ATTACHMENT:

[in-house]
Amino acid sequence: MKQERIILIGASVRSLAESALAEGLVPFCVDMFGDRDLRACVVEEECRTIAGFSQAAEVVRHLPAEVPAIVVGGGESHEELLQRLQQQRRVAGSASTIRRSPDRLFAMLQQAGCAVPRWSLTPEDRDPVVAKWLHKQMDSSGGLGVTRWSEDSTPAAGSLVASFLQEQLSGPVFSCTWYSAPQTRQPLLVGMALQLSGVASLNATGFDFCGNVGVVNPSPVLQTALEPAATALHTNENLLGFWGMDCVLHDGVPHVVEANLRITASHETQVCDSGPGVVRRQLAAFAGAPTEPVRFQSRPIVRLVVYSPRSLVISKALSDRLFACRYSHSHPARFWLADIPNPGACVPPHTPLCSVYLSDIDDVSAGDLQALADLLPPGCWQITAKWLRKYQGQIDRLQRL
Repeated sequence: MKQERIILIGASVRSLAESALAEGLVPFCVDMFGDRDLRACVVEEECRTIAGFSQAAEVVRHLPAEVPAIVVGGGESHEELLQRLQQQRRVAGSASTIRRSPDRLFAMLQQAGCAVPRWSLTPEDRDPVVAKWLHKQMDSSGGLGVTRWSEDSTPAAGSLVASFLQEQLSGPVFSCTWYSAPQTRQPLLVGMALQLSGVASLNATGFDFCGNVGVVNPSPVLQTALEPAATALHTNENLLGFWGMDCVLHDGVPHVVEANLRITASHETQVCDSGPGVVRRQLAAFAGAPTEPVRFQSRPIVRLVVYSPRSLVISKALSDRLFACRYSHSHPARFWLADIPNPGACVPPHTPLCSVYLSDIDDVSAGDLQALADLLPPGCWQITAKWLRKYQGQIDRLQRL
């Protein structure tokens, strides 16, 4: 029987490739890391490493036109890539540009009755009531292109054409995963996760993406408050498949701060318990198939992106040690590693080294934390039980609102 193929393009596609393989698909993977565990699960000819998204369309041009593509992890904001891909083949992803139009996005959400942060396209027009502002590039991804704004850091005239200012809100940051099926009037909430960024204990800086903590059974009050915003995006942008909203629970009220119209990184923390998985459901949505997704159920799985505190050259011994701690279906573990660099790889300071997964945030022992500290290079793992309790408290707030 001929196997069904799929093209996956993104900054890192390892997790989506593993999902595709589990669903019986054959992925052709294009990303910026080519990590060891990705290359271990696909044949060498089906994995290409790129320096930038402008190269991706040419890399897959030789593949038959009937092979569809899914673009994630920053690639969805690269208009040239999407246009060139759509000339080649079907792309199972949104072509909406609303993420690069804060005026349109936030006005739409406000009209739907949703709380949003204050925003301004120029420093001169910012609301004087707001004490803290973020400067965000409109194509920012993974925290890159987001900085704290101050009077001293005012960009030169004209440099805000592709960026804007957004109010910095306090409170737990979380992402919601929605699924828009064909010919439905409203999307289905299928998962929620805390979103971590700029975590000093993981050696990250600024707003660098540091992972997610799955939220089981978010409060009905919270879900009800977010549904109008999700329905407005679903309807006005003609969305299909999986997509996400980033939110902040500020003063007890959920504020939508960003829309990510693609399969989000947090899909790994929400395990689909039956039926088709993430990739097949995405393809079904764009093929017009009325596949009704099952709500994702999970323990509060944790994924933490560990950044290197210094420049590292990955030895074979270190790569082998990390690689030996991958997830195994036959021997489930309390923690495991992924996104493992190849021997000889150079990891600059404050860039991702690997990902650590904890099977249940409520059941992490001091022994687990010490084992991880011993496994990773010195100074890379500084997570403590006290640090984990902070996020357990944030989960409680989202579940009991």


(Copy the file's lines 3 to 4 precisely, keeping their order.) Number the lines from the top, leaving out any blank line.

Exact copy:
Repeated sequence: MKQERIILIGASVRSLAESALAEGLVPFCVDMFGDRDLRACVVEEECRTIAGFSQAAEVVRHLPAEVPAIVVGGGESHEELLQRLQQQRRVAGSASTIRRSPDRLFAMLQQAGCAVPRWSLTPEDRDPVVAKWLHKQMDSSGGLGVTRWSEDSTPAAGSLVASFLQEQLSGPVFSCTWYSAPQTRQPLLVGMALQLSGVASLNATGFDFCGNVGVVNPSPVLQTALEPAATALHTNENLLGFWGMDCVLHDGVPHVVEANLRITASHETQVCDSGPGVVRRQLAAFAGAPTEPVRFQSRPIVRLVVYSPRSLVISKALSDRLFACRYSHSHPARFWLADIPNPGACVPPHTPLCSVYLSDIDDVSAGDLQALADLLPPGCWQITAKWLRKYQGQIDRLQRL
């Protein structure tokens, strides 16, 4: 029987490739890391490493036109890539540009009755009531292109054409995963996760993406408050498949701060318990198939992106040690590693080294934390039980609102 193929393009596609393989698909993977565990699960000819998204369309041009593509992890904001891909083949992803139009996005959400942060396209027009502002590039991804704004850091005239200012809100940051099926009037909430960024204990800086903590059974009050915003995006942008909203629970009220119209990184923390998985459901949505997704159920799985505190050259011994701690279906573990660099790889300071997964945030022992500290290079793992309790408290707030 001929196997069904799929093209996956993104900054890192390892997790989506593993999902595709589990669903019986054959992925052709294009990303910026080519990590060891990705290359271990696909044949060498089906994995290409790129320096930038402008190269991706040419890399897959030789593949038959009937092979569809899914673009994630920053690639969805690269208009040239999407246009060139759509000339080649079907792309199972949104072509909406609303993420690069804060005026349109936030006005739409406000009209739907949703709380949003204050925003301004120029420093001169910012609301004087707001004490803290973020400067965000409109194509920012993974925290890159987001900085704290101050009077001293005012960009030169004209440099805000592709960026804007957004109010910095306090409170737990979380992402919601929605699924828009064909010919439905409203999307289905299928998962929620805390979103971590700029975590000093993981050696990250600024707003660098540091992972997610799955939220089981978010409060009905919270879900009800977010549904109008999700329905407005679903309807006005003609969305299909999986997509996400980033939110902040500020003063007890959920504020939508960003829309990510693609399969989000947090899909790994929400395990689909039956039926088709993430990739097949995405393809079904764009093929017009009325596949009704099952709500994702999970323990509060944790994924933490560990950044290197210094420049590292990955030895074979270190790569082998990390690689030996991958997830195994036959021997489930309390923690495991992924996104493992190849021997000889150079990891600059404050860039991702690997990902650590904890099977249940409520059941992490001091022994687990010490084992991880011993496994990773010195100074890379500084997570403590006290640090984990902070996020357990944030989960409680989202579940009991």